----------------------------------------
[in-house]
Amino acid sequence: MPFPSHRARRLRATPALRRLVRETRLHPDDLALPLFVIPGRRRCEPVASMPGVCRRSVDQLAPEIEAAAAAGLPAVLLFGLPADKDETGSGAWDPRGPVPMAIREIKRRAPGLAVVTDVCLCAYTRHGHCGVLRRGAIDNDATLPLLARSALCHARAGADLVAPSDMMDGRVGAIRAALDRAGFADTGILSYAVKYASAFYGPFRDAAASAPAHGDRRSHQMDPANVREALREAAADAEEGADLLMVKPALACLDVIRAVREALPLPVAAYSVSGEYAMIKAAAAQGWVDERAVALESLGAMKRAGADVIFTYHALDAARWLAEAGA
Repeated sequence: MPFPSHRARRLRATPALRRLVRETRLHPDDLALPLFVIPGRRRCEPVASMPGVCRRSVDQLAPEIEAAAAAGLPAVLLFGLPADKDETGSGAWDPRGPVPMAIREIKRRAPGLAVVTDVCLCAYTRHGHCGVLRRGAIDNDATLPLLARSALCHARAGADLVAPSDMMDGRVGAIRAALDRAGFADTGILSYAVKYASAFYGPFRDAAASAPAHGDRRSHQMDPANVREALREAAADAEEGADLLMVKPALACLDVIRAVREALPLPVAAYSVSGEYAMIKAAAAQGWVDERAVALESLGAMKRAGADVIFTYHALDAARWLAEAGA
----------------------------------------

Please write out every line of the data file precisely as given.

[in-house]
Amino acid sequence: MPFPSHRARRLRATPALRRLVRETRLHPDDLALPLFVIPGRRRCEPVASMPGVCRRSVDQLAPEIEAAAAAGLPAVLLFGLPADKDETGSGAWDPRGPVPMAIREIKRRAPGLAVVTDVCLCAYTRHGHCGVLRRGAIDNDATLPLLARSALCHARAGADLVAPSDMMDGRVGAIRAALDRAGFADTGILSYAVKYASAFYGPFRDAAASAPAHGDRRSHQMDPANVREALREAAADAEEGADLLMVKPALACLDVIRAVREALPLPVAAYSVSGEYAMIKAAAAQGWVDERAVALESLGAMKRAGADVIFTYHALDAARWLAEAGA
Repeated sequence: MPFPSHRARRLRATPALRRLVRETRLHPDDLALPLFVIPGRRRCEPVASMPGVCRRSVDQLAPEIEAAAAAGLPAVLLFGLPADKDETGSGAWDPRGPVPMAIREIKRRAPGLAVVTDVCLCAYTRHGHCGVLRRGAIDNDATLPLLARSALCHARAGADLVAPSDMMDGRVGAIRAALDRAGFADTGILSYAVKYASAFYGPFRDAAASAPAHGDRRSHQMDPANVREALREAAADAEEGADLLMVKPALACLDVIRAVREALPLPVAAYSVSGEYAMIKAAAAQGWVDERAVALESLGAMKRAGADVIFTYHALDAARWLAEAGA